interactions with caretakers and more capable peers 
(Vygotsky, 1962; Damon, 1983). And it is likewise through 
this same interaction process that children undoubtedly 
learn less desirable behaviors (e.g., noncompliance, 
whining, critical statements) . 

Clinicians in recent years have begun to recognize 
their limitations in terms of time that they can spend 
with a particular child in treatment as opposed to the 
time a caretaker can potentially spend with the same 

child. This has led to an increase in the number of 
parent-training programs in an attempt to solicit the 
caretaker's assistance to effect more lasting change in 
these children. Additionally, it behooves the clinician 
to consider these dyadic systems for treatment as the 
dyad's interactions may have been a major contributor to 
the difficulties which initiated intervention. 

The PCIT offers one such systematic program for 
changing the behavior of both members of the dyad. 
Parent-Child Interaction Therapy research (Eisenstadt, 
1990) has shown that in fact, not only do mothers learn 
different and more positive ways of handling their child's 
noncompliance but their verbal skills change as well over 
the course of treatment. Mothers have been shown to use 
fewer Critical Statements, Indirect Commands and Questions 
following PCIT treatment and to increase the amount of 
Praise they use (Eyberg & Matarazzo, 1980) . This study 
has now shown that children's verbalizations change as 
well over the course of treatment. Perhaps this is the 
result of directly teaching the mother to respond to the 
child in a different way (differential reinforcement) 
which replaces the deficient verbal behavior model 
(Patterson et al., 1975) with a more appropriate model. 
This decrease in negative verbalizations points to a 
learning of more appropriate social skills which in turn 

may significantly impact these children's long-term 

Future Directions 

In general, these findings are encouraging in their 
demonstration of positive changes in child verbalizations 
following a parent-child training program (PCIT) . It is 
also encouraging to note that this measure of child talk 
(expanded DPICS) appears able to capture some of the 
positive as well as the negative categories of change in 
children's speech. 

These findings also indicate the need for further 
research in this area. It will be important to continue 
work on refining the child talk categories of the coding 
system until high reliability can be achieved for those 
categories which are significantly influenced by volume 
and tone. It will also be important to replicate these 
findings with another sample of children and to include an 
untreated control group, to be confident that these 
changes represent more than statistical regression.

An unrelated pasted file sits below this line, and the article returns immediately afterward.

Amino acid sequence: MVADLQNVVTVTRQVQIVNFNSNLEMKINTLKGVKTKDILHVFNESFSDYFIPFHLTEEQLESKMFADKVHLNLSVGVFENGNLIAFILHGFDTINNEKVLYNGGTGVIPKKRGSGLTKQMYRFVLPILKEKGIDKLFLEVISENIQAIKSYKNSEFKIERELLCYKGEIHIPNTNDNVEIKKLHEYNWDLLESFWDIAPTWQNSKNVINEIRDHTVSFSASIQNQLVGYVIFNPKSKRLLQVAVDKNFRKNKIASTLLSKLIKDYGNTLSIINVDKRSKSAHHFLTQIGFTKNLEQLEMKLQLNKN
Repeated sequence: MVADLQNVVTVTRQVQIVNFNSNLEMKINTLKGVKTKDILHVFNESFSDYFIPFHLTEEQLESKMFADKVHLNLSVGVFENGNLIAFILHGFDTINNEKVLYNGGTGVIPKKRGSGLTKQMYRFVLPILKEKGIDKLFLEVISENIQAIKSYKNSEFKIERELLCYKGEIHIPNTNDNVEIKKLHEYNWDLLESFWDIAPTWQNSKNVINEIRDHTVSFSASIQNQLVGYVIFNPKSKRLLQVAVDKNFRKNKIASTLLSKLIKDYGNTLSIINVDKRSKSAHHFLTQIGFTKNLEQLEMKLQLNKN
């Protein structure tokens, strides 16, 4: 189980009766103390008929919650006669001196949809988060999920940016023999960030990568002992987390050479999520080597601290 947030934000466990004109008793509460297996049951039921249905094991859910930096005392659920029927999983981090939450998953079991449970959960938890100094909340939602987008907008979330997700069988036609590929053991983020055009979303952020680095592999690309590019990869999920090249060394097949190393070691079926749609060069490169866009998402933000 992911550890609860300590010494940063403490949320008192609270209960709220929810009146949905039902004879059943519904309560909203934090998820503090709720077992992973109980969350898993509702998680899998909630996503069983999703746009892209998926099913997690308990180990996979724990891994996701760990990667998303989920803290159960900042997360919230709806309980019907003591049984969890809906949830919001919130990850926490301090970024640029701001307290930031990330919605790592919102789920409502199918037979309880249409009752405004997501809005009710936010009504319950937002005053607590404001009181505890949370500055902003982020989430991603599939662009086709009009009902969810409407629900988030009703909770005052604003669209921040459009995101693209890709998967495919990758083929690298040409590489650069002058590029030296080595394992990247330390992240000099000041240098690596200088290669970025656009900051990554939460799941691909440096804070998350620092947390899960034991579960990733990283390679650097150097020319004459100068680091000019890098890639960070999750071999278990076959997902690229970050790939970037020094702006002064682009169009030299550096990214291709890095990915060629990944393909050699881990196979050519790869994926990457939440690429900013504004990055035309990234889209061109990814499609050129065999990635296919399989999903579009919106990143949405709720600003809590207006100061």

Finally, it will be important to investigate 
children's verbalizations with their fathers to look for 
differences and similarities with each parent, and to 
evaluate the generalization of all these findings to the 
home and other settings. 


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Laura Lynn Mee was born in Trumbull, Connecticut, and is 
the oldest child of Frank and Janice Mee. She moved with her 
family from Connecticut to Florida at age 11 and graduated 
from Sarasota High School in 1981. She completed her 
bachelor's degree in psychology in 1985 from the University of 
Florida and obtained a master's degree in clinical psychology 
from Illinois State University in 1987. After completing her 
internship year at Emory University, she will graduate from 
the University of Florida in August, 1991, with a Ph.D. in 
clinical psychology. In July she will begin a postdoctoral 
fellowship at Egleston Children's Hospital at Emory University 
in Atlanta, Georgia, where she resides with her husband and 


I certify that I have read this study and that in my 
opinion it conforms to acceptable standards of scholarly 
presentation and is fully adequate, in scope and quality, as 
a dissertation for the degree of Doctor of Philosophy. 

Sheila M. Eyberg, <phair 
Professor of Clinical and 
Health Psychology 

I certify that I have read this study and that in my 
opinion it confirms to acceptable standards of scholarly 
presentation and is fully adequate, in scope and quality, as 
a dissertation for the degree of Doctor of Philosophy. 

Stephen R. Boggs 77 
Assistant Professor of 
Clinical and Health 

I certify that I have read this study and that in my 
opinion it conforms to acceptable standards of scholarly 
presentation and is fully adequate, in scope and quality, as 
a dissertation for the degree of Doctor of Philosophy. 



isor of Fo\indatioi 
of Education 

I certify that I have read this study and that in my 
opinion it conforms to acceptable standards of scholarly 
presentation and is fully adequate, in scope and quality, as 
a dissertation for the degree of Doctor of Philosophy. 


Scott A. Miller 
Professor of Psychology 

_ I certify that I have read this study and that in my 
opinion it conforms to acceptable standards of scholarly 
presentation and is fully adequate, in scope and quality, as 
a dissertation for the degree of Doctor of Philosophy. 

Michael J"i Farrar 
Assistant Professor of 

This dissertation was submitted to the Graduate Faculty 
of the College of Health Related Professions and to the 
Graduate School and was accepted as partial fulfillment of 
thee requirements for the degree of Doctor of Philosophy. 

August, 1991 fi r\ u 

lX^ki.\^X ^ 

Dean, College of Health 
Related Professions 

Dean, Graduate School